Stories about South Korea from February, 2006
Was your umbilical cord attached to a computer when you were born? It may sound like a strange statement, but the truth is that some of us think that. Especially if you happen to be in the middle of the Ecuadorian Andes and there is no telephone or Internet for...
Flying Yangban applauds the South Korean government's consideration to officially abolish the death penalty. However, he shudders at the thought of extending voting rights to prisoners.
So far 10 South Korean have claimed to be either Toby Dawson's birth parents or relatives. Toby Dawson was born in South Korea, adopted by his American parents at age three, and recently won the bronze medal in the men's mogul ski event. The Lost Nomad cites two reportings on...
Matthew Stinson observes the similarities and the differences between the Chinese and the Koreans regarding racism.
On The Korea Liberator, Joshua recalls the North Korean cheering squad whose presence at the 2002 Asian Games sparked a mood of reconciliation between the North and the South. A recent defector from North Korea, however, reported the women being sent to a concentration camp for having talked about their...
The Lost Nomad reports that South Korea's LG Electronics has begun selling air-conditioners equipped with enzyme to fight the bird flu. The enzyme is extracted from kimchi, Korea's staple pickled vegetable, which is reportedly capable of eliminating the H5N1 virus.
The Lost Nomad and his readers discuss Korea's fascination with “hubs”. One reader comments that “a nation claiming to want to become the hub of this and the hub of that constantly acts in such a way to make itself merely the ‘hub cap’ of this and that”.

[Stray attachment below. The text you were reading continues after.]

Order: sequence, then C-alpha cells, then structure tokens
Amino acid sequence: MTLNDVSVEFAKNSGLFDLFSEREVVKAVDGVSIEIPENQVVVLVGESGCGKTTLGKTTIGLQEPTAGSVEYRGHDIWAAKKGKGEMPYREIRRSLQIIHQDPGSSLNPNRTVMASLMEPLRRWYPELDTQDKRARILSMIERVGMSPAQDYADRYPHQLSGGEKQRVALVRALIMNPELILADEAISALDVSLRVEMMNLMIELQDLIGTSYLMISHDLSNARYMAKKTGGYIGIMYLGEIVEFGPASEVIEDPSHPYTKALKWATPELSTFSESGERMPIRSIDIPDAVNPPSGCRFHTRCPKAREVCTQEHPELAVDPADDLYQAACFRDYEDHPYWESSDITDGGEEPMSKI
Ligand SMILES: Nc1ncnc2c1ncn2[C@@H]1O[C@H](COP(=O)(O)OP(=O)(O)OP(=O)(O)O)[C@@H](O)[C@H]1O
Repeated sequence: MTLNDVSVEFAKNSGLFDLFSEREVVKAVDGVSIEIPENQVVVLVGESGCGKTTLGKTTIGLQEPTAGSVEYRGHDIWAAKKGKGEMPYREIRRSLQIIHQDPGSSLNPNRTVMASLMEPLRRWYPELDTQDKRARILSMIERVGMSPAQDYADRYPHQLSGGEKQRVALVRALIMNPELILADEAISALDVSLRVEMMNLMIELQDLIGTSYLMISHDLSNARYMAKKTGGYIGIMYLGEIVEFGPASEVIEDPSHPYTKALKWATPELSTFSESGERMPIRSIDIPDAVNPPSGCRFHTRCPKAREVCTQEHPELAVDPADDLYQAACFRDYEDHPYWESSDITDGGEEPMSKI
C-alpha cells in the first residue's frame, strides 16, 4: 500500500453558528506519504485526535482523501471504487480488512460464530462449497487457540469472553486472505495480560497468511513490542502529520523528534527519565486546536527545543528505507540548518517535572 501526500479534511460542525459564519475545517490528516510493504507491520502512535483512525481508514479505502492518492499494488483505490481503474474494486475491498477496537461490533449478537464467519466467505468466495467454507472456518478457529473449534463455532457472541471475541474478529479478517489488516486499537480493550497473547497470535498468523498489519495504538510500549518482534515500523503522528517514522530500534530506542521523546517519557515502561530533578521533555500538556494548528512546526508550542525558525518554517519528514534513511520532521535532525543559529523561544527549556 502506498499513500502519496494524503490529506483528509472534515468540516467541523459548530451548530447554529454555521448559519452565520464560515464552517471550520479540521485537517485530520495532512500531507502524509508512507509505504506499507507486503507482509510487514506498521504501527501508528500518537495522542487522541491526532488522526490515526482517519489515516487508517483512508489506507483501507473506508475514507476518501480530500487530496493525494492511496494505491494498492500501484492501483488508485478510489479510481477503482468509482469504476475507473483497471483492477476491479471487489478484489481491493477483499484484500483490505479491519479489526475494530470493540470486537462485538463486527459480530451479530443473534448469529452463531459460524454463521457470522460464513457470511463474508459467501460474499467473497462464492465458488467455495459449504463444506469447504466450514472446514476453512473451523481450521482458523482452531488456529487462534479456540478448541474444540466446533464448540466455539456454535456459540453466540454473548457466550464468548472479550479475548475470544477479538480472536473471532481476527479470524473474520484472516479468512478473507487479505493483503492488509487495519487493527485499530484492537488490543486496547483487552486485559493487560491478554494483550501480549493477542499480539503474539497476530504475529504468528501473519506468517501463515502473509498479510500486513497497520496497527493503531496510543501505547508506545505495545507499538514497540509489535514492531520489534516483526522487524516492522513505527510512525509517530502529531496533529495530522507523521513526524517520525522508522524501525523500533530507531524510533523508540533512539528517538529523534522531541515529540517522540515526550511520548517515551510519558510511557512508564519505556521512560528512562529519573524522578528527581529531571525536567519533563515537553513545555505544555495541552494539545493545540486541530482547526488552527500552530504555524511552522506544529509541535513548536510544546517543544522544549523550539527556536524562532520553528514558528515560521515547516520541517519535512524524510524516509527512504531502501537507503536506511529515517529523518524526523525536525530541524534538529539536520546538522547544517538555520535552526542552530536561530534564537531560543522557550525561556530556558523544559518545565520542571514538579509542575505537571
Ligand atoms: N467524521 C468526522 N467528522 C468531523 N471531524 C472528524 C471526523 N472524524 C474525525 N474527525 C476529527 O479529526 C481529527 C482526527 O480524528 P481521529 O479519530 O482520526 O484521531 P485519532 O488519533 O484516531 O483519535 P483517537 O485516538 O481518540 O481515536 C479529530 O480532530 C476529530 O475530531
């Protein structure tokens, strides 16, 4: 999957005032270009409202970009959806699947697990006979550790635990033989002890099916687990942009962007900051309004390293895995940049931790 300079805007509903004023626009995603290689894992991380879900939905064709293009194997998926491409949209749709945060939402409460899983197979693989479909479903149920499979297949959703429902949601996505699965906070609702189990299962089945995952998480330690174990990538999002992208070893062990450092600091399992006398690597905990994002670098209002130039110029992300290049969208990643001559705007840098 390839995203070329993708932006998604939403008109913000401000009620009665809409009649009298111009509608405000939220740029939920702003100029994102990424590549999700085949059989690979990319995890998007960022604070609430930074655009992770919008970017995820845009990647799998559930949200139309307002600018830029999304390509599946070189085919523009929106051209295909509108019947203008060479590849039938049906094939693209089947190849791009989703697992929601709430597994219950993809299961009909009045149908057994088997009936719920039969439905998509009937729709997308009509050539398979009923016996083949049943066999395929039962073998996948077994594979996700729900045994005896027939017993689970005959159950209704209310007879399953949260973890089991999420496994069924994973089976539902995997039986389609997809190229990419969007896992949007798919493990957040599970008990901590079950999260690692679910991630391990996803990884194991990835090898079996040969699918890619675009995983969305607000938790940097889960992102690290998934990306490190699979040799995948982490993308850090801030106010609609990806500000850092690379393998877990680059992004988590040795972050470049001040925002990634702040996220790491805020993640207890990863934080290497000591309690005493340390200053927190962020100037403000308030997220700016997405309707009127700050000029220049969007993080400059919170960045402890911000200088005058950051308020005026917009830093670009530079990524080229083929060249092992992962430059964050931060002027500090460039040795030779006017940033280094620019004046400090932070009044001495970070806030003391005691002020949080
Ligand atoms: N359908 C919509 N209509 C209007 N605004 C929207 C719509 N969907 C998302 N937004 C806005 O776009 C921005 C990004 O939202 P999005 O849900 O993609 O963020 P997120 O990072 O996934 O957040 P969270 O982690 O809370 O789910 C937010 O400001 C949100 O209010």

The Lost Nomad highlights a Los Angeles Times article on Hines Ward becoming an instant national hero in South Korea. Hines, born to a Korean mother and an African American GI father, grew up in the US and suffered discrimination from the Korean community. He was recently elected the most...
The blogger at The Asia Pages gets a chuckle out of a report that in the South Korean army, new conscripts have to share chocolates from their girlfriends with their seniors on Valentine's day.
The South Korean government just announced that its foreign minister, Ban Ki-moon, would run for the UN Secretary General post. Fying Yangban discusses the importance of Ban securing backings from other Asian Countries, while Oranckay reminisces on the announcement's effect in boosting national pride.
Mingi Hyun on The Asia/Korea Tide reports the fight for control over KT&G, the largest Korean cigarette maker. Concerns mounted in Korea as Carl Icahn, the famed corporate raider who is trying to break up Time Warner at the moment, raised his ownership in KT&G to 6.6% of the company.
The Asia Pages discusses how to tell a Gyopo (overseas Korean) from a Korean national at the dinner table and elsewhere in Korea. The writer opines that to deny the difference between the two is to deny one's true identity.
Jamie on Two Koreas considers it significant that the All China Federation of Trade Unions is pressuring for a collective bargaining agreement at Hyundai's China operation , even though China restricts collective union actions.
Being Korean calls blogs “gleebs” and rants about how so few of them are meaningful: “there are far too few gleeb sites that are actually intelligently-written. there are far too few gleebs that are written without the author's taking him- or herself too seriously. there are far too few gleebs...
The passing of pioneering video artist Nam June Paik earlier this week drew comment from Korea bloggers here and here.
Mingi Hyun explains why China's concerns over nuclear proliferation are different from the Western powers. The reason why it doesn't want Iran to have nukes is because it worries South Korea and Japan may one day want them too.